Hobnail Milk Glass Lamps, Part 1

Hobnail Milk Glass Does a Girl Good
I love going to thrift stores and seeing what treasures I can find. However, I have to be in the right frame of mind to go into one. Some thrift stores can be down right scary – and not in a fun way. That said, one of the most beautiful things I ever found was in a Salvation Army that was in one of the most hole-in-the-wall, this-building-should-be-condemned, I-need-a-shower-after-I’ve-been-there-to-wash-the-cooties-off-of-me buildings I’ve ever entered. I posted the dress here.
Here are some vintage hobnail milk glass lamps I recently stumbled upon at our local thrift store:

I paid $4.94/each for them, which is not much, but it’s really at the high end of what I want to pay at a thrift store. For anything. I’m not even kidding.

The cord was so old, it was brittle and breaking when bent. The metal was rusty in some parts and shiny in others. While I really liked the juxtaposition of the rust with the milk glass, it wasn’t uniformly rusty and that was irksome.

Copper-ize It
When I first saw the lamps, my mind immediately thought of how pretty they would be with some ORB (Oil-Rubbed Bronze) and a black and white brocade drum shade. While that would certainly be a lovely option for these lamps, I wanted to go in a different direction.

If you’ve been following me, you know I’ve been in a copper mood for awhile now. I knew that I wanted all the metal to be a copper finish. It would be a close look to the rust, and would also incorporate the colors in my home.

I started by taking the lamp apart. Just unscrew the nut at the bottom of the lamp and all the pieces will slide off the hollow metal rod that runs through the lamp.

Next, I cleaned up the milk glass.
There was rust and some stains on the glass, and a good scrubbing got them all purty again.

Next, I busted out my well-used can of Krylon’s Fusion for Plastic spray paint in the Hammered Copper finish. I had just enough in my can for this small amount of metal. I threw away my can before taking a picture, but here’s what my can looked like:

Imagine a copper colored lid, and you know what I used!

Before you get all confused, you can use the paint made for plastic on other materials, too. Krylon says so. I originally bought the paint for some plastic planters, and it’s what I had on hand.

Here are the pieces that needed painting:

(Insert BPA–Bad Picture Apology–here)
I then threaded the lamp back together to see how I liked it. I tried several variations of the layers, but liked the original composition the best.

While I like the copper on it’s own, I also love the patina of the verdigris look. I dry-brushed on my True Value, Color Made Simple in Fairytale paint (note to True Value: Consider renaming this color Verdigris, Oxidation or Tarnish. It’ll be a big hit!). I sealed the metal pieces with some clear acrylic sealer to give them some shine.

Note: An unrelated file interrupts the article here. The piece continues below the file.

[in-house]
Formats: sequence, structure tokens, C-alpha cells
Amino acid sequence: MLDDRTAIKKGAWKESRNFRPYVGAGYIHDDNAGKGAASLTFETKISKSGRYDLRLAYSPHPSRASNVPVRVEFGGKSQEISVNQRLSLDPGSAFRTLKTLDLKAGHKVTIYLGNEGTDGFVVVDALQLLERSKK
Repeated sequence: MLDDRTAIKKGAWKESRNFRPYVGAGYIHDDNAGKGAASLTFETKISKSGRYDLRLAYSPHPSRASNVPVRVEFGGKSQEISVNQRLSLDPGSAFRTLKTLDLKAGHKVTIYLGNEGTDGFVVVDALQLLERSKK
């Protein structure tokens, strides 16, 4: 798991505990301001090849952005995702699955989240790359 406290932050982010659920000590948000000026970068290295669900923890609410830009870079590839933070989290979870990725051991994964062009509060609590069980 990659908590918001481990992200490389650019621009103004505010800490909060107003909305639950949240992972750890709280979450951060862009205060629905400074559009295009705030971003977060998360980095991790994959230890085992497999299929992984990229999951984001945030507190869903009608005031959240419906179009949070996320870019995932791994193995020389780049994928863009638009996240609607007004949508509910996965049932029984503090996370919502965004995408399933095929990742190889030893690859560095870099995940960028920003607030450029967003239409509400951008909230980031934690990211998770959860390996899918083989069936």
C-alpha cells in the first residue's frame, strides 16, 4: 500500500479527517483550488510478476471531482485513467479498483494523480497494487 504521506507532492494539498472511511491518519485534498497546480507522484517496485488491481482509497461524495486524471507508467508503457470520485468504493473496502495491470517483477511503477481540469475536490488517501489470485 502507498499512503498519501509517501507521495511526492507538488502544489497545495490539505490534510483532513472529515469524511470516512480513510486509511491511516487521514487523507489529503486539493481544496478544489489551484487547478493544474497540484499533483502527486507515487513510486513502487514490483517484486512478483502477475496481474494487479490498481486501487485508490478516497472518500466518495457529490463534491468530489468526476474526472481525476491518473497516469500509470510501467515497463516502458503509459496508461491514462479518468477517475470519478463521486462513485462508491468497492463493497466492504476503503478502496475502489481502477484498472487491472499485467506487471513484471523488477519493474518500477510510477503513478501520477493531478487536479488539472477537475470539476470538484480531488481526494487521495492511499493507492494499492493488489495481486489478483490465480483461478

I put the lamp back together again. Ahhhhh……Much better!

Rewire Your Lamp

You will need to buy a new cord and a socket. I’ve already experienced the trauma of an electrical fire in my house, so I’d rather play it safe and spend the few bucks to rewire a lamp. It’s not hard and why pay someone else to do this, when you can do it yourself? It’s easy. I promise.

FruGal Tip: If you have a Menards, they have a wonderful selection of electrical parts for lamps and they’re prices are much lower than the “other” box stores.

The copper socket cover and the copper washer looking piece (it’s cardboard) above are from the old lamp. I can reuse these pieces since they fit together with the other lamp parts. There was also a cardboard sleeve that fits inside the socket housing that’s not in the picture. I reused that piece, too. I could have spray painted the new socket pieces for my lamp, but I wanted to use the original hardware.

Thread the Cord Through the Lamp

The cord should go right through the bottom of the lamp and out the top. Easy, right?

BPA – I’m seriously sorry for the bad pictures. It’s the best my cell phone camera can do.

You’re doing great. You’re almost an electrician. Let’s go to the next step. This part is only hard in the it’s-annoying-if-you-have-to-try-a-couple-of-times-to-get-the-wire-behind-the-screw kind of way.:
Like how I drew on the wire so you could see what it’s supposed to be doing? I’m very helpful like that!
That’s it, Ladies. You’ve done the hardest part. Pull the cord down tight from underneath the lamp and put the socket housing (with that cardboard sleeve piece) over the socket. Snap the housing firmly into the base and you’re done. 
You’ve successfully rewired a lamp.

To Convert or Not To Convert…

I decided I wanted candle lightbulbs in this lamp, so I bought a little socket converter do-dad. It looks like this:

It just screws into your lamp.

Put it all together and what do you have?

Copperized Vintage Hobnail Milk Glass Lamps
 I may have to work on the name.

 Cost Breakdown:
2 Vintage Hobnail Milk Glass Lamps – $9.88 ($4.94/ea)
2 – 8′ Electrical Cords – $6.98 ($3.49/ea)
2 Push Through Sockets – $5.58 ($2.79/ea)
Socket Reducer – $3.99 – 2 in the package
Paint & Sealer – Stock on hand
Total Project Cost – $26.43 or $13.22 per lamp
Total Project Time – About 1 hour – but mostly for paint to dry

Be sure to check out Part 2 to see what I did for the shade!

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I’m also entering this month’s: